1. Ms X’s child, Y, has a health condition and Special Educational Needs (SEN). In October 2019, Ms X complained to the Council about several aspects of its children’s services. The Council accepted her complaint under stage 1 of the Children’s statutory complaints procedure.
  2. The Council responded to her complaint, but Ms X remained dissatisfied. She asked the Council to escalate her complaint to stage 2.
  3. The Council accepted her complaint at stage 2 in March 2020 and appointed an independent investigator and independent person to oversee the investigation. However, before the investigation could begin, it was put on hold due to the onset of the COVID-19 pandemic.
  4. Between August and October 2020, the Council re-opened the complaint and began making arrangements for the stage 2 investigation. In October, Ms X instructed a solicitor who wrote to the Council challenging parts of its decisions in relation to child protection procedures. The Council considered these legal challenges were interlinked with the complaint. It put the complaint on hold until it had completed its response to Ms X’s solicitor.
  5. By March 2021, the legal matters were concluded, and the Council re-started the stage 2 investigation. It appointed an independent investigating officer (IO) and an independent person (IP).
  6. Ms X met with the IO and the IP in April 2021 to discuss her complaint. The IO made notes from the meeting and proposed a statement of complaint. They sent this to Ms X to review.
  7. In June 2021, the IO amended the meeting notes after comments from Ms X. She asked Ms X to confirm again if she was now happy with them, asked Ms X some questions and asked her to provide some supporting evidence.
  8. At the end of June, the Council contacted Ms X. It said it had not heard from her and queried whether she wanted to progress her complaint. Ms X told the Council she had responded to the IO earlier that month, but in error, the email had not sent. She emailed the IO with further amendments to the meeting notes and some additional points of complaint.
  9. The IO acknowledged this email and said they would now consider the information received. Two weeks later, Ms X contacted the IO again to ask for an update. She said there had already been delays. She also asked the IO to add an additional point of complaint.
  10. The IO responded the same day and said they would add the additional point of complaint. However, they said they were still waiting for Ms X to sign the statement of complaint, before they could start the investigation. They said they had not yet received a signed statement or answers to the questions they had asked in June 2021 and could not proceed until these were received.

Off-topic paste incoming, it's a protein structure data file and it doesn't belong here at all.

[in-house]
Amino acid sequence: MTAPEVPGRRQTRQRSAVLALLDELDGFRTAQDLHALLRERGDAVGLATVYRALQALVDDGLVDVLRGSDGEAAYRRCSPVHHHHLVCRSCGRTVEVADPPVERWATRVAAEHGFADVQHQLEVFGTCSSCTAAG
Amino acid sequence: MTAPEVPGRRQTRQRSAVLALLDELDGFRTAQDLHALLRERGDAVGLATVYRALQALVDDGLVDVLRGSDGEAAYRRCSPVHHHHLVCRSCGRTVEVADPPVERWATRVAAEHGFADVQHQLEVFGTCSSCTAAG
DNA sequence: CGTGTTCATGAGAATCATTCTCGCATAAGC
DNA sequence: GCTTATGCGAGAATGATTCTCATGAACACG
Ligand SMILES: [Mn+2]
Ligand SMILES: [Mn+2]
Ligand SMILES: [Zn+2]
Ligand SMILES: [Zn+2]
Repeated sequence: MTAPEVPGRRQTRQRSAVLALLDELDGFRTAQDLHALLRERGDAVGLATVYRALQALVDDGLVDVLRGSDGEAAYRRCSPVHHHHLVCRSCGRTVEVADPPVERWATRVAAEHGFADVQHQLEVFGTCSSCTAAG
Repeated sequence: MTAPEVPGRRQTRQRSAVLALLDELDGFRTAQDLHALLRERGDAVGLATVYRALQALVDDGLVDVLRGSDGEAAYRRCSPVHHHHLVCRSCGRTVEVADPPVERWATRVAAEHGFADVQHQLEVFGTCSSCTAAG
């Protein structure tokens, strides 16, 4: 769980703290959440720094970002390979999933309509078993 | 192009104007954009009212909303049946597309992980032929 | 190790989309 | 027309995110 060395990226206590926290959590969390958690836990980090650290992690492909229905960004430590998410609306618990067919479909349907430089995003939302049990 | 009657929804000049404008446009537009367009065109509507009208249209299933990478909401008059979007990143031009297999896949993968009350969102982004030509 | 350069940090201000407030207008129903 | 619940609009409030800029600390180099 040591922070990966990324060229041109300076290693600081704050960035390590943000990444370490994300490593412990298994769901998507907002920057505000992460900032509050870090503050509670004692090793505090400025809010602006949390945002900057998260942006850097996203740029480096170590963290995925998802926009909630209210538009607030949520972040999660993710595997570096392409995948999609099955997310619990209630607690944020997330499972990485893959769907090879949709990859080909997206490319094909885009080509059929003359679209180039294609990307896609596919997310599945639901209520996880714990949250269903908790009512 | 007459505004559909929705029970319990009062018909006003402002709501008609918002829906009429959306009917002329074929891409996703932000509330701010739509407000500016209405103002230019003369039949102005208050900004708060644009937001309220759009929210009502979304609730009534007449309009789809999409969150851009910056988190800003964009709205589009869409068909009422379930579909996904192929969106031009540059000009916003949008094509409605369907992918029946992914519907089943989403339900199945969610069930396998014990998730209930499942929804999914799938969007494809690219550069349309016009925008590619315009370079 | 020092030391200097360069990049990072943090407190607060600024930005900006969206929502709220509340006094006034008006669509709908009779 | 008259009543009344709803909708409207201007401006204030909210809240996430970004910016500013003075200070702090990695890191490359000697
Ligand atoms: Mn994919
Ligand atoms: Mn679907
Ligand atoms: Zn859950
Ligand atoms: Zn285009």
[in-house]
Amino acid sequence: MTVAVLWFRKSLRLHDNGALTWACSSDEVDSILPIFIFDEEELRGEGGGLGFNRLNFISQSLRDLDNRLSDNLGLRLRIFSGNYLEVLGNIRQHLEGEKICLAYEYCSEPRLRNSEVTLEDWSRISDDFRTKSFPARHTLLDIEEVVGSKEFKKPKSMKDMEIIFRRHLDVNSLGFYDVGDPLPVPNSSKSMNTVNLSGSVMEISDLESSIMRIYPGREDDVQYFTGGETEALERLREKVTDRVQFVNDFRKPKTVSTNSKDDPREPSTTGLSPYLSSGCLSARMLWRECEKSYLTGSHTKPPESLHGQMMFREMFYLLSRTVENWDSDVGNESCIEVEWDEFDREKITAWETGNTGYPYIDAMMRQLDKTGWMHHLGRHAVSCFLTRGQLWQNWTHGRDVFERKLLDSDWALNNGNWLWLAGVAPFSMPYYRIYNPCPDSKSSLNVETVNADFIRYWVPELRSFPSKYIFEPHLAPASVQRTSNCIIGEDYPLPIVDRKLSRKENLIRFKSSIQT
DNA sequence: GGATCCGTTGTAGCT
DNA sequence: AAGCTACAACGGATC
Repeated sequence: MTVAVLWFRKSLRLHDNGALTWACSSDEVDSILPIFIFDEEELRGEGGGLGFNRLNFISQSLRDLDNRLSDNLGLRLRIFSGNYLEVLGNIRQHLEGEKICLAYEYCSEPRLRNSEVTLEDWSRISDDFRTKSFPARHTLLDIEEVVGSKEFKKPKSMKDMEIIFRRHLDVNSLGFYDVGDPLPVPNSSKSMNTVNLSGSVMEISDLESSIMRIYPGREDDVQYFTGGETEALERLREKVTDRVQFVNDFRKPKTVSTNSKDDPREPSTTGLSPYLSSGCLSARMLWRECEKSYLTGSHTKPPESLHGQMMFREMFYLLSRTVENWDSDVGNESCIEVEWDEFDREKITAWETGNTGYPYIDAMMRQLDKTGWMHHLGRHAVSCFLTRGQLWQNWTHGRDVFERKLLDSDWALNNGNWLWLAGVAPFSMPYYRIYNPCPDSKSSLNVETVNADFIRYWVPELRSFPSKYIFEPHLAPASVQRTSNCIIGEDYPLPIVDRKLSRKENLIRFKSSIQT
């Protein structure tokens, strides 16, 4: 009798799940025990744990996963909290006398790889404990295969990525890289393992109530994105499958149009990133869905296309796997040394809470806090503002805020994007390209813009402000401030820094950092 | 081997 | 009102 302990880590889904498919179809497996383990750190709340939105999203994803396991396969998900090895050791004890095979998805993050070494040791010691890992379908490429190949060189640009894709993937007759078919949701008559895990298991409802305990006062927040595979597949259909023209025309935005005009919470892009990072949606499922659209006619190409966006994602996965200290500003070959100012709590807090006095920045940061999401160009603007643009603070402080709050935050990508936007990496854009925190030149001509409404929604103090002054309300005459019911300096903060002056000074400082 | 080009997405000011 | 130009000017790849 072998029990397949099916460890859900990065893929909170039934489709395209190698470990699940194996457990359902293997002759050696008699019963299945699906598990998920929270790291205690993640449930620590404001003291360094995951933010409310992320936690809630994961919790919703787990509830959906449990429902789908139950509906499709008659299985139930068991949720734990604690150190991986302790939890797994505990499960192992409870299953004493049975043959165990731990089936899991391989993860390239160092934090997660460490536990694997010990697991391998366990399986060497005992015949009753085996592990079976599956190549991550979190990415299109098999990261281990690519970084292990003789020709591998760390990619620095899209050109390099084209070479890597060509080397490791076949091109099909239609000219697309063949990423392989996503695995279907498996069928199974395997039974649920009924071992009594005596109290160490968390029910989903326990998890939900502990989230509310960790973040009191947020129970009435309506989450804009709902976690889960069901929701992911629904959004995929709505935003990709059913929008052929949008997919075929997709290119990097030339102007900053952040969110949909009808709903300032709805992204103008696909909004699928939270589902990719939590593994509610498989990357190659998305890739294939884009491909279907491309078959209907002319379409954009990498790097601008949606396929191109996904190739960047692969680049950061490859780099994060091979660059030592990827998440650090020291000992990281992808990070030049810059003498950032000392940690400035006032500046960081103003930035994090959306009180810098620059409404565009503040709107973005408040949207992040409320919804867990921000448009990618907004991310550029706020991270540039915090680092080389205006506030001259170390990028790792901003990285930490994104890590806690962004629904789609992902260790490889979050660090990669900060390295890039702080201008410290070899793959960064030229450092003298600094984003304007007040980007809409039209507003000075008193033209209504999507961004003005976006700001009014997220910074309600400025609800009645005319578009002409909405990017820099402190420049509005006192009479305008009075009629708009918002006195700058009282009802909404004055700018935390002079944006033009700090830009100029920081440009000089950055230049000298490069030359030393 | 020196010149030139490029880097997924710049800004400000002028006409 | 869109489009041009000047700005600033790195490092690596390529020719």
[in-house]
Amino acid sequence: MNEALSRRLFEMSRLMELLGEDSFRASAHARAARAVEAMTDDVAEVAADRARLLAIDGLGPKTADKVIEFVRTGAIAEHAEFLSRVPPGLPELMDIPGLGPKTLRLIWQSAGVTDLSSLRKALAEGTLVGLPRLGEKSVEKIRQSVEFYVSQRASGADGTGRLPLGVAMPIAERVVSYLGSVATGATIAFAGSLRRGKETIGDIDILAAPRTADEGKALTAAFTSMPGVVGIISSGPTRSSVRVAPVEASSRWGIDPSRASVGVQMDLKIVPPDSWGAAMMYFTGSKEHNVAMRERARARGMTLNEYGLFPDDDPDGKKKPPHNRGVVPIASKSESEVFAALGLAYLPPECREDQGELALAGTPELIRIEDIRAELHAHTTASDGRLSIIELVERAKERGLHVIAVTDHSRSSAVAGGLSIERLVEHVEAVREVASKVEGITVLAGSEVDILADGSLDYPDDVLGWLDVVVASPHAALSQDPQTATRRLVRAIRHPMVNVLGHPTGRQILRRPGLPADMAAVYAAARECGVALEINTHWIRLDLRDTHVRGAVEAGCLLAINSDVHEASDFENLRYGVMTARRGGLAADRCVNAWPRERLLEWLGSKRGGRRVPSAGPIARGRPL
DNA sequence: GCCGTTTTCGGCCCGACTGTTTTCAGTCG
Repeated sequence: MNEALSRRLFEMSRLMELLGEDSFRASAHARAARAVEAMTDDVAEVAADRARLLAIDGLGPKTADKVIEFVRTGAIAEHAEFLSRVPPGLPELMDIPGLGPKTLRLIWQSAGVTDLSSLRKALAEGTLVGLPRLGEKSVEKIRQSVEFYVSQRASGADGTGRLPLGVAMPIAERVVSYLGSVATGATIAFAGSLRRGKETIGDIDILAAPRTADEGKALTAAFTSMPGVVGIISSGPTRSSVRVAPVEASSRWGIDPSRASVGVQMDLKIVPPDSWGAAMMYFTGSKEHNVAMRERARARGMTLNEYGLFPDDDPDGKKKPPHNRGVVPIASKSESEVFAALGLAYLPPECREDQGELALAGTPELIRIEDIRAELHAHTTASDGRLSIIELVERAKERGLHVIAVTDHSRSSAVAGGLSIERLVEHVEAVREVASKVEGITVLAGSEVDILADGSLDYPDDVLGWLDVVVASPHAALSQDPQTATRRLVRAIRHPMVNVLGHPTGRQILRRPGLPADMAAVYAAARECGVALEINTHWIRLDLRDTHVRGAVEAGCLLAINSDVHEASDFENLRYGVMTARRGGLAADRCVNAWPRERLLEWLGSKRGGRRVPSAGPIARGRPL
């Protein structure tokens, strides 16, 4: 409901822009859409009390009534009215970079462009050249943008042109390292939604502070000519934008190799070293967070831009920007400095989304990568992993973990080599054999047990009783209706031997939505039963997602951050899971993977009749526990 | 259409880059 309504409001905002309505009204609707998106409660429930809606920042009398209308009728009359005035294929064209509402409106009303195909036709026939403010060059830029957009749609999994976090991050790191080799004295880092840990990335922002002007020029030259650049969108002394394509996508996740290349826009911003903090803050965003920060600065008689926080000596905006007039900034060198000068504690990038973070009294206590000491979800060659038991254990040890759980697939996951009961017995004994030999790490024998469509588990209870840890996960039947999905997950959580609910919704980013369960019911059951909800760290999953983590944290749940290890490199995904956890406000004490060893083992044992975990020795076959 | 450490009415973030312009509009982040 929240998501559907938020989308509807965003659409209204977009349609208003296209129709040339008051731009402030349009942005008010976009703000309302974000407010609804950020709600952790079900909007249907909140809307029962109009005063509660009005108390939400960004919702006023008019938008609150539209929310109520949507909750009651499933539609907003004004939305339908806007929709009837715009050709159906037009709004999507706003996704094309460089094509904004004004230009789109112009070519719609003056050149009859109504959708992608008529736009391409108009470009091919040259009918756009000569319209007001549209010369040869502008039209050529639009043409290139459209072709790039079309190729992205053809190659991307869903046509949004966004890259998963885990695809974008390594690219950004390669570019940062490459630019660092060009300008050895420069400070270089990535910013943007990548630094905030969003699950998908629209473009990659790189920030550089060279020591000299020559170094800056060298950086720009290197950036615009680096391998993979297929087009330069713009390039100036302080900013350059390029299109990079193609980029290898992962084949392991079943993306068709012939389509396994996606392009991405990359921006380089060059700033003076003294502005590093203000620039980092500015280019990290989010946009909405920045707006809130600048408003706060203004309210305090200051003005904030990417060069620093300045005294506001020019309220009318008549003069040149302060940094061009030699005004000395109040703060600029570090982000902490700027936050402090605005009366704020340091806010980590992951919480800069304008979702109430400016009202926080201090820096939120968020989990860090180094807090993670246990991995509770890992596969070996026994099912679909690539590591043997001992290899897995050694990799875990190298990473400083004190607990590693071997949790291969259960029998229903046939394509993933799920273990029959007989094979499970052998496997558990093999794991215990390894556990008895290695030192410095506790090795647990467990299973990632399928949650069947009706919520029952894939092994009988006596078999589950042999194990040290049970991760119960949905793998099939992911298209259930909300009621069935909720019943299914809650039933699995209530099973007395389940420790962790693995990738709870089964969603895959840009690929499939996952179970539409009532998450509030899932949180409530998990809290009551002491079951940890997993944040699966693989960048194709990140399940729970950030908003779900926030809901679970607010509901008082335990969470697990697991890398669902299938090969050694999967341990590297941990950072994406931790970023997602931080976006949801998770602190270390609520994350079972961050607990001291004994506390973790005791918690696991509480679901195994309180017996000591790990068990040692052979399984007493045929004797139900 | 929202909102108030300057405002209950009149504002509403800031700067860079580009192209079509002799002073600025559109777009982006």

11. Ms X said she did not feel the statement of complaint included all her points.
  12. The IO contacted her again asking her to check the complaint statement, sign it and send it back to them. Ms X responded to say she was still considering it and would need an updated statement once she had amended it.
  13. Ms X sent the IO the additional information they had requested.
  14. At the end of July 2021, Ms X sent the IO an amended statement of complaint included her additional points. She asks the IO to get back to her if they had any problems reading her amendments.
  15. The IO contacted the Council’s complaints team. They said they felt Ms X’s communications were excessive and disproportionate. They said they were aware it had been agreed Ms X could add some new issues for investigation at stage 2, but Ms X kept adding more and more things she wanted investigating.
  16. The Council complaints team wrote to Ms X. It asked her not to send in any new points of complaint so the investigation could begin and move forward. Ms X did not send any further correspondence to the IO after this point.
  17. At the end of September 2021, the Council’s complaints team wrote to Ms X. It said it had not received a response to its letter in July and neither the IO nor the IP had received a signed statement of complaint. On this basis, it said it assumed she no longer wanted to proceed with the complaint.
  18. Ms X responded and said when she sent the IO her amendments to the statement of complaint in July, she had told them she would need an updated statement to sign. She said she never received this and so did not have an accurate statement to sign. She said she was frustrated with the ongoing delays and because of this, intended to bring her complaint to the Ombudsman.